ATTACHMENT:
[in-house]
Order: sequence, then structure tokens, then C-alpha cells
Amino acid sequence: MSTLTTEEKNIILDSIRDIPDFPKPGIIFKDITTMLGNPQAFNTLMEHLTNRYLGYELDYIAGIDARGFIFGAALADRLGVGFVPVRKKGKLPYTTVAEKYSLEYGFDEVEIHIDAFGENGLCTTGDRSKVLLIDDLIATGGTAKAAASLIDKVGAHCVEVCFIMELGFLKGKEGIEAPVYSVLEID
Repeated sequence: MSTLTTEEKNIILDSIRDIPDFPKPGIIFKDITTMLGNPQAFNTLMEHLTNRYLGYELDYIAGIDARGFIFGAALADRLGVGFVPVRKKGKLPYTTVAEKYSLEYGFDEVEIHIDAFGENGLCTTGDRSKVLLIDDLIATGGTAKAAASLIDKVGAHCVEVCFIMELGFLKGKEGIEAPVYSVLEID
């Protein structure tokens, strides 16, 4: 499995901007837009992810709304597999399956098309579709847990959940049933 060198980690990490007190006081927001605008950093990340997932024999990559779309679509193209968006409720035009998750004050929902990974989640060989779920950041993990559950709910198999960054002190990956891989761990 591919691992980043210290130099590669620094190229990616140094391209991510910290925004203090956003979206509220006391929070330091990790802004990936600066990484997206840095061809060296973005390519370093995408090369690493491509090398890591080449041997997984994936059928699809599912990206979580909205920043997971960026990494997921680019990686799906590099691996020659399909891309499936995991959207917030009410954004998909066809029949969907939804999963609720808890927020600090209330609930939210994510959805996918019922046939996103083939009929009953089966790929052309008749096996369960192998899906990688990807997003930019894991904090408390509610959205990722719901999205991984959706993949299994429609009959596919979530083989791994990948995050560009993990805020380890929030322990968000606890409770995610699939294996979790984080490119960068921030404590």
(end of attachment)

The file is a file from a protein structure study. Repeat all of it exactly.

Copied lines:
[in-house]
Order: sequence, then structure tokens, then C-alpha cells
Amino acid sequence: MSTLTTEEKNIILDSIRDIPDFPKPGIIFKDITTMLGNPQAFNTLMEHLTNRYLGYELDYIAGIDARGFIFGAALADRLGVGFVPVRKKGKLPYTTVAEKYSLEYGFDEVEIHIDAFGENGLCTTGDRSKVLLIDDLIATGGTAKAAASLIDKVGAHCVEVCFIMELGFLKGKEGIEAPVYSVLEID
Repeated sequence: MSTLTTEEKNIILDSIRDIPDFPKPGIIFKDITTMLGNPQAFNTLMEHLTNRYLGYELDYIAGIDARGFIFGAALADRLGVGFVPVRKKGKLPYTTVAEKYSLEYGFDEVEIHIDAFGENGLCTTGDRSKVLLIDDLIATGGTAKAAASLIDKVGAHCVEVCFIMELGFLKGKEGIEAPVYSVLEID
């Protein structure tokens, strides 16, 4: 499995901007837009992810709304597999399956098309579709847990959940049933 060198980690990490007190006081927001605008950093990340997932024999990559779309679509193209968006409720035009998750004050929902990974989640060989779920950041993990559950709910198999960054002190990956891989761990 591919691992980043210290130099590669620094190229990616140094391209991510910290925004203090956003979206509220006391929070330091990790802004990936600066990484997206840095061809060296973005390519370093995408090369690493491509090398890591080449041997997984994936059928699809599912990206979580909205920043997971960026990494997921680019990686799906590099691996020659399909891309499936995991959207917030009410954004998909066809029949969907939804999963609720808890927020600090209330609930939210994510959805996918019922046939996103083939009929009953089966790929052309008749096996369960192998899906990688990807997003930019894991904090408390509610959205990722719901999205991984959706993949299994429609009959596919979530083989791994990948995050560009993990805020380890929030322990968000606890409770995610699939294996979790984080490119960068921030404590």